Abdul-Raheem died on Africa Day (Pic: Tim Gander www.timgander.co.uk)
BBC News Online readers have been paying tribute to the renowned pan-Africanist Tajudeen Abdul-Raheem.
The journalist and campaigner died in a car crash in Nairobi, Kenya on Monday - Africa Day.
Mr Abdul-Raheem, a Nigerian, was a prolific columnist in newspapers across Africa. He became best known for his role as general secretary of the Pan-African Movement.
"Tajudeen" was also a popular voice on
BBC Africa Have Your Say.
Read the full story here
Here are some of your tributes:
In Africa we are about one billion people, but very few of us can really be called Pan-Africanist. Dr Taj was one of those Pan-Africanists. I think that the best way to honour Dr Taj's memory is to promote his ideas among the new generations of Pan-African activists and institutions.
Silvestre, Maputo, Mozambique
Abdul-Raheem articulated the dreams, hopes, frustrations, and anger of a majority of voiceless Africans through his writings. He was an African leader in his own right. His words should inspire us to make Africa work, to contribute expertise in our various fields toward securing a bright future for Africa.
Innocent, Washington DC, USA
I had the honour of knowing him for almost 25 years when we were both students working on our PHDs in Oxford. I will miss his intelligence, his infectious laughter, his courage and conviction and his leadership. He helped me grow from being someone who was focused primarily on the struggle to end apartheid in my own country to seeing that African unity and Pan-Africanism was the only way forward if we are to liberate the people of Africa from the shackles of oppression and injustice. Hamba Kahle (go well) Taju. We will never forget you.
Kumi, Johannesburg, South Africa
I will remember him for using humour to get his message across no matter how tough or hard. May his soul rest in perfect peace. Amen.
Roselyn, Lagos, Nigeria
He was an eloquent spokesman for the most abused people on earth, Africans. Taju, go in peace, you belong to the clan of Kwame Nkrumah, Walter Rodney, Steve Biko, and other true Africans who sang and died for the liberation of Africa! Ngewor ebi mahun gbe.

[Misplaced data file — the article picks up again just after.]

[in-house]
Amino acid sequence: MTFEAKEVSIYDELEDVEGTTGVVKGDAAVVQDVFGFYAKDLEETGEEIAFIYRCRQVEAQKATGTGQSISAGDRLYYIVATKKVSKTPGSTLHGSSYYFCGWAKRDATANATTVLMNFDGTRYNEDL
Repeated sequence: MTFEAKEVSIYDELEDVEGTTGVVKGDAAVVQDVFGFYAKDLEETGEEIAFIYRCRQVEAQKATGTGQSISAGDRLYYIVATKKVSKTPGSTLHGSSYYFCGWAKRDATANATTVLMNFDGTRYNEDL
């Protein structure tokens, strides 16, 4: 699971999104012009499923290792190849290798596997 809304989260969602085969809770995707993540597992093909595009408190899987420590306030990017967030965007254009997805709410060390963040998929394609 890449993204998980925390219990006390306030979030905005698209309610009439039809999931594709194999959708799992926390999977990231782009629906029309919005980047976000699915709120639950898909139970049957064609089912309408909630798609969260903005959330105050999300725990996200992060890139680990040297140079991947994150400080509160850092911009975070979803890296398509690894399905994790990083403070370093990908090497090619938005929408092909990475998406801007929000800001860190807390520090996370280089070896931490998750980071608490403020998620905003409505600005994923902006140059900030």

Banga, Fairfax, VA
He reminded me of my grand-father who used to sit on the veranda every evening and tell us stories of Idi Amin's tales as he smoked his bead decorated pipe. Dr Tajudeen you have finished your race. Let us continue from where you have stopped. I will miss you dearly. RIP
Juliet, Kampala, Uganda
I knew Tajudeen in the early 80s as a student in Bayero University, Kano. He was a first class student. He was a leader of students. He was lucky to have escaped the then strategy of expelling his type from the Nigerian University system. We will miss him. We pray for the repose of his soul.
Sadiq, Abuja, Nigeria
I have known Taju personally, as for the last three years we have partnered for the "Stand up and take action against poverty" campaign. Tajudeen was a very social man who lived his life to the fullest, he had no social boundaries and hence was able to blend with all kinds of people. He was a great entertainer, and his office was open to many people from all walks of life. He was rare breed of man and we shall greatly miss him. Sleep in peace brother till we meet again!
James, KCC Slum Village
Tajudeen's untimely and tragic death is a major loss for the global African world. His Thursday postcards were always eagerly awaited and never fell short on delivering thought provoking and relevant questions that challenged and inspired his readers worldwide, myself included. In a time when Pan-Africanism is increasingly being reduced to a caricature of its original intent, as espoused by Nkrumah and Nasser, Tajudeen remained passionately committed to ensuring Africa's integrity. And he did all of this was a enigmatic smile on his face and a zest for life and all it has to offer. Our consolation is that he lived his life to the fullest - now we must pick up where he left off. Alluta continua!
Carina, New York City, USA
It is really a very sad and tragic moment in my life. Tajudeen was a very dedicated person full of energy, optimism and looking for a better future for Africa. I wont forget his charming smile and his sense of humour. His death on Africa day will be remembered. May Allah bless his soul.
Dr Hamdy A. Hasssan, Cairo, Egypt
I met Tajudeen Abdul-Raheem at SOAS during a debate on Tony Blair's vision for Africa. He was incisive in his criticism of Britain's attempt to rid Africa of the very poverty they created through political manipulation and support for multinationals - who were purported to be the very cause of the continent's abject poverty through what he described as economic strangulation through bribery and corruption of despots aiming to maintain the status quo. May his soul rest in perfect peace.
Ako Mengot, Mombasa, Kenya
This man was truly a great African. Tajudeen, I will never forget you.
Eze, London, U.K.
Words simply cannot express how sad I am after hearing of the untimely death of a brother, a father and a friend. Surely, the Pan-African world has lost one of its most firebrand voices, a hero at best. Rest in peace brother Dr Tajudeen Abdul-Raheem!
Fodei, Sierra Leone & Cyprus